Small molecules — from naturally occurring metabolites and hormones to synthetic medicines and pesticides — can have big effects on living things. But for scientists to understand how the molecules work and how to design beneficial ones, they need to know the precise arrangement of atoms and chemical bonds. Now researchers have found a faster, simpler and potentially more reliable way to solve the structures of small molecules. They report their results in ACS Central Science.
Currently, the gold standard for determining small-molecule structures is X-ray crystallography. In this technique, researchers crystallize a small molecule and then bombard the crystal with X-rays, which diffract in complex patterns that reveal the molecules 3D structure. However, producing large, high-quality crystals is time-consuming or impossible for many compounds. Brian Stoltz, Jose Rodriguez, Hosea Nelson and Tamir Gonen wondered if they could use a form of cryoelectron microscopy to characterize small molecules. Known as microcrystal-electron diffraction (MicroED), this technique was developed 5 years ago to study protein structures. In this technique, electron beams, instead of X-rays, are diffracted from crystals, which can be much smaller than those required for X-ray crystallography.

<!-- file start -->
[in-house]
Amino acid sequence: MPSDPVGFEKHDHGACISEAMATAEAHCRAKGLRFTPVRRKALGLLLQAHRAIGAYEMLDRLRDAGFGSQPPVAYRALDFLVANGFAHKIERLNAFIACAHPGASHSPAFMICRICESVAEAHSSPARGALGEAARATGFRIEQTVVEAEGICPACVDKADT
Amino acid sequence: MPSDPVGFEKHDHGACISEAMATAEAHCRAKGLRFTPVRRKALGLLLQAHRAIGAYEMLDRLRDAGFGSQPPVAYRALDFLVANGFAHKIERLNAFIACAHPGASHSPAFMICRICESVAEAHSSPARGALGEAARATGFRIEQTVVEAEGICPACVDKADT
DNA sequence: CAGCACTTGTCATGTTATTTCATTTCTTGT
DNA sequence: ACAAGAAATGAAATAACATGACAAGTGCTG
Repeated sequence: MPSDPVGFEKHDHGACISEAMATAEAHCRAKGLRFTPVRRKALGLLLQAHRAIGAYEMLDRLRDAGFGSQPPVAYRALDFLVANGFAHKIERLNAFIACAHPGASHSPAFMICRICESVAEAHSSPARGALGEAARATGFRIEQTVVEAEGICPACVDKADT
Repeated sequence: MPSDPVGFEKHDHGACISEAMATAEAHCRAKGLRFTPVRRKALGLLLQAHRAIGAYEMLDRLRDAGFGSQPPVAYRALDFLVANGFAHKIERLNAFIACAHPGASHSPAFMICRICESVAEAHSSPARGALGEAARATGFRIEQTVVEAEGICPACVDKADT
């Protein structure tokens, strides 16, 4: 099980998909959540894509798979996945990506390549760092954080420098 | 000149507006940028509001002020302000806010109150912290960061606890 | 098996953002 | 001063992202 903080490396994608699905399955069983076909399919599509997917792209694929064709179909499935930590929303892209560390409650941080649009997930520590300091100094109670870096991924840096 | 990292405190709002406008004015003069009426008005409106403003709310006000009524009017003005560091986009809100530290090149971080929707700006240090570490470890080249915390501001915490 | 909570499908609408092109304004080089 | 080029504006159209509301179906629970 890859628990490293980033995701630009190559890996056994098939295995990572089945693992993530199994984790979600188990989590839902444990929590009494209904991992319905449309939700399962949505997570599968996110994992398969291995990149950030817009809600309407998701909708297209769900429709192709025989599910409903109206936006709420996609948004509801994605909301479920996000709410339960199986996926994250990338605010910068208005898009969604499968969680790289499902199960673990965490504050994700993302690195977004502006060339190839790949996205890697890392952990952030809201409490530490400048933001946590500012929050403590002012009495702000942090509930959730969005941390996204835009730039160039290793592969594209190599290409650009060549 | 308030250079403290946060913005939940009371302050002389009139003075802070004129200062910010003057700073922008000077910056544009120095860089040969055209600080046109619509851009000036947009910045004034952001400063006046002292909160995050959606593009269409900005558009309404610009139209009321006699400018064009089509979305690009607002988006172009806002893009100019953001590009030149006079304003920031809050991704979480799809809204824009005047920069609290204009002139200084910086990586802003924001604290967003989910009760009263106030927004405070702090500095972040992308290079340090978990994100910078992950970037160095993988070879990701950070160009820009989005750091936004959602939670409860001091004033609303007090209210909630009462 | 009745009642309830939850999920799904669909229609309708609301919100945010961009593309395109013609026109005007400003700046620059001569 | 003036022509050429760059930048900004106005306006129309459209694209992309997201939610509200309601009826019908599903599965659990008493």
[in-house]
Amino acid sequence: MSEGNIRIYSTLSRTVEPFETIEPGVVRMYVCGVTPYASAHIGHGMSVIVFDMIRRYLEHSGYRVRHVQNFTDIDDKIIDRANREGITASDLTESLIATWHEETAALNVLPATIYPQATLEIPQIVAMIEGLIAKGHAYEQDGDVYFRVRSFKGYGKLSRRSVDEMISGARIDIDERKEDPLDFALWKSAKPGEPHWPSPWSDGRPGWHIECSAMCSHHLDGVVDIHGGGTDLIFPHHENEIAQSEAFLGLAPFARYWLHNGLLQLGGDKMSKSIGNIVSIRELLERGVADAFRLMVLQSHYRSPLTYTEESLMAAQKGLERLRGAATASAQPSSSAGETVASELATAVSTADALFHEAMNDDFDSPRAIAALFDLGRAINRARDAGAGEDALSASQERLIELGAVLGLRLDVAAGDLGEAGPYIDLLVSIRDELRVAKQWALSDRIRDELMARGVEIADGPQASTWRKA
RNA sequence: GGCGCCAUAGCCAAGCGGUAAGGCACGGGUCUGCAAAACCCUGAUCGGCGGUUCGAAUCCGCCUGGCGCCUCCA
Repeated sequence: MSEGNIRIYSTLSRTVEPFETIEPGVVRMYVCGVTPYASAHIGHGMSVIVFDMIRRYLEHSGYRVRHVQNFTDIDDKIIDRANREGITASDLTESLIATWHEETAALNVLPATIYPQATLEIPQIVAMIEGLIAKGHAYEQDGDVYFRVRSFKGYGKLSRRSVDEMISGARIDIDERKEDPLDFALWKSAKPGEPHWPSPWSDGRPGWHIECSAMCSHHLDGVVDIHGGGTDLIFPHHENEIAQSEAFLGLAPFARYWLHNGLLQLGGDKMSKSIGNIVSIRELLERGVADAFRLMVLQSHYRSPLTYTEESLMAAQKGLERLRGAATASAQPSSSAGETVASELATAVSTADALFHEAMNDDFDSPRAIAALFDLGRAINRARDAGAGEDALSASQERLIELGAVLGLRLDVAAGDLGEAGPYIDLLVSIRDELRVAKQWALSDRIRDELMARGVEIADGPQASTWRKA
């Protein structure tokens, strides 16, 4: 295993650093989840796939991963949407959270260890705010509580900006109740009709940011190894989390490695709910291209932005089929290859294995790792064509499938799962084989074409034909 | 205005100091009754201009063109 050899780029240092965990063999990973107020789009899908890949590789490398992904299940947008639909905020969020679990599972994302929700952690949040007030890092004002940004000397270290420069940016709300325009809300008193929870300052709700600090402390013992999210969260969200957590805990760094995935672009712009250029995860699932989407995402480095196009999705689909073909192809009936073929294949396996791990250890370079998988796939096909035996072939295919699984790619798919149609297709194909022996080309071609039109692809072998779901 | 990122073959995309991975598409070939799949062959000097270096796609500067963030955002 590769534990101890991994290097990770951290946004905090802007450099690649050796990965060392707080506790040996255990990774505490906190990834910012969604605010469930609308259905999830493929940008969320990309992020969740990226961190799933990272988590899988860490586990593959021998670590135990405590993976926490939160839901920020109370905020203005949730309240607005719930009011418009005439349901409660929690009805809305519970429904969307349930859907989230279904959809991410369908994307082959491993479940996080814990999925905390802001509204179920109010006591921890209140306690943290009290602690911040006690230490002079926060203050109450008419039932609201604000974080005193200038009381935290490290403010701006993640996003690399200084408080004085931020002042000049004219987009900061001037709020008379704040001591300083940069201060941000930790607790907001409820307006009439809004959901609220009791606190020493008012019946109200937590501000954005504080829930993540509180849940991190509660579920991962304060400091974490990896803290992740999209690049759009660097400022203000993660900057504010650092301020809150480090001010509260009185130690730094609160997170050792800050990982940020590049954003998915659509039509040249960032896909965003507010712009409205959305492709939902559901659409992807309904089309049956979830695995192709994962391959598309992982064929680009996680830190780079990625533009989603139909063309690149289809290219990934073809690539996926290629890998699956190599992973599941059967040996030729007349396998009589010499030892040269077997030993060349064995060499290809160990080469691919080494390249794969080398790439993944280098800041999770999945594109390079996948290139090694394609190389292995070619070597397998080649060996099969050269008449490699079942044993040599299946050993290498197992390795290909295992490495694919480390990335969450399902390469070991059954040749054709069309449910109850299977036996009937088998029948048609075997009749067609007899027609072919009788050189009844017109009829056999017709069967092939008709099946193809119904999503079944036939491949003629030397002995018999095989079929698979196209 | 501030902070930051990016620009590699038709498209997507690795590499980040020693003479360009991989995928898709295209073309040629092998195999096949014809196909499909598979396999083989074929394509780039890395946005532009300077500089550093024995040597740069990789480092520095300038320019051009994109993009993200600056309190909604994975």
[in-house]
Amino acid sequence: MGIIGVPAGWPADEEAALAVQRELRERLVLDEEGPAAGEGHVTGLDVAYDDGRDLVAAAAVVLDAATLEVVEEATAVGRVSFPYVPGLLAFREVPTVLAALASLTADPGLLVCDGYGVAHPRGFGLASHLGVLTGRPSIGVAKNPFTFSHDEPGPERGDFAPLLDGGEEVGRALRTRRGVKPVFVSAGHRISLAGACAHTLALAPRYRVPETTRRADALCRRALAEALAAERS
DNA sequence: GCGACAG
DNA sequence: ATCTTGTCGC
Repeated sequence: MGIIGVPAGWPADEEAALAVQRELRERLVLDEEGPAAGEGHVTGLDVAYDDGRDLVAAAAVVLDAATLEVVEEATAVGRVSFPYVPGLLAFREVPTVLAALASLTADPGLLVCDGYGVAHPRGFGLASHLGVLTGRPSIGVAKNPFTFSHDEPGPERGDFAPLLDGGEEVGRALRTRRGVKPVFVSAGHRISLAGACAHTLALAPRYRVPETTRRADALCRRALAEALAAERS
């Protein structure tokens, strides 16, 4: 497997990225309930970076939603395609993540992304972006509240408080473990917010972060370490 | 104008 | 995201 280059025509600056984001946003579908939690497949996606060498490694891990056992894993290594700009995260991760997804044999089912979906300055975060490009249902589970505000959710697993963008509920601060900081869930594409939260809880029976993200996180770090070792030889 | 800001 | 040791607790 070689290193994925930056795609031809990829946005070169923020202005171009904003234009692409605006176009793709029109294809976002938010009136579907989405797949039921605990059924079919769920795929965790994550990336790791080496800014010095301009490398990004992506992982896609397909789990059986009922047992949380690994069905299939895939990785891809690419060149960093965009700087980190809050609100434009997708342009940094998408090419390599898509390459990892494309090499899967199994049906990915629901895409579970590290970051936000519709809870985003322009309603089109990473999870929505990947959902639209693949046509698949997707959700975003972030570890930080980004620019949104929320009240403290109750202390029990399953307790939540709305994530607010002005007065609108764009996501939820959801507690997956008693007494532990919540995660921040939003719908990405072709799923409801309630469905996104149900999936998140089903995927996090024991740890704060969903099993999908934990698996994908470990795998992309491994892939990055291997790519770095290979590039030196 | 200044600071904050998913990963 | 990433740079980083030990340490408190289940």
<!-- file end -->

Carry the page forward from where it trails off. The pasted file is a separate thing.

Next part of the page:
The researchers first tested MicroED on a sample of powdered progesterone, which contained thousands of nanocrystals. They rotated a single crystal and collected electron diffraction data from different angles, determining the structure of the hormone at high resolution (1 angstrom) in less than 30 minutes, compared with weeks or months for X-ray crystallography. They went on to successfully characterize 11 other natural, synthetic and pharmaceutical products, including acetaminophen, ibuprofen and several antibiotics. The researchers even identified four different molecules in a mixture by studying individual nanocrystals. Using MicroED, the researchers analyzed crystals that were a billionth of the size typically needed for X-ray crystallography. The rapid, precise method has the potential to greatly accelerate research in the fields of synthetic chemistry, natural product chemistry and drug discovery, the researchers say.
The authors acknowledge funding from the National Science Foundation, the National Institute of General Medical Sciences, the Department of Energy, the Arnold and Mabel Beckman Foundation, the Searle Scholars Program, Pew Charitable Trusts, the David and Lucile Packard Foundation, the Alfred P. Sloan Foundation and the Howard Hughes Medical Institute.
The study is freely available as an ACS AuthorChoice article here.
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